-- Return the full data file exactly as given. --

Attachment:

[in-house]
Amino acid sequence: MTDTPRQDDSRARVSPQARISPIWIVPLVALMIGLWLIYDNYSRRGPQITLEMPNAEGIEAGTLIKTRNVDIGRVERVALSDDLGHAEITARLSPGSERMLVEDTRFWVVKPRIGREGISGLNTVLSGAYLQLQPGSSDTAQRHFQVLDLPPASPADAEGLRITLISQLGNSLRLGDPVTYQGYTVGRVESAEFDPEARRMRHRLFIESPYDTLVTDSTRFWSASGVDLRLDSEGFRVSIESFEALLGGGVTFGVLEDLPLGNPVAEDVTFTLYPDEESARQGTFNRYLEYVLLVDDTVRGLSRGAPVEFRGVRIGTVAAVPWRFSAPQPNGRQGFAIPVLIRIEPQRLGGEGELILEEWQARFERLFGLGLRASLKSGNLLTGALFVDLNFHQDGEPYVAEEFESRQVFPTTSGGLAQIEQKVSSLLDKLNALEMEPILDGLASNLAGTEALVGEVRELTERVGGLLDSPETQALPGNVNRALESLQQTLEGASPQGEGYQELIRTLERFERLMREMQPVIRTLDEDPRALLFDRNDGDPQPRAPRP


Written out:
[in-house]
Amino acid sequence: MTDTPRQDDSRARVSPQARISPIWIVPLVALMIGLWLIYDNYSRRGPQITLEMPNAEGIEAGTLIKTRNVDIGRVERVALSDDLGHAEITARLSPGSERMLVEDTRFWVVKPRIGREGISGLNTVLSGAYLQLQPGSSDTAQRHFQVLDLPPASPADAEGLRITLISQLGNSLRLGDPVTYQGYTVGRVESAEFDPEARRMRHRLFIESPYDTLVTDSTRFWSASGVDLRLDSEGFRVSIESFEALLGGGVTFGVLEDLPLGNPVAEDVTFTLYPDEESARQGTFNRYLEYVLLVDDTVRGLSRGAPVEFRGVRIGTVAAVPWRFSAPQPNGRQGFAIPVLIRIEPQRLGGEGELILEEWQARFERLFGLGLRASLKSGNLLTGALFVDLNFHQDGEPYVAEEFESRQVFPTTSGGLAQIEQKVSSLLDKLNALEMEPILDGLASNLAGTEALVGEVRELTERVGGLLDSPETQALPGNVNRALESLQQTLEGASPQGEGYQELIRTLERFERLMREMQPVIRTLDEDPRALLFDRNDGDPQPRAPRP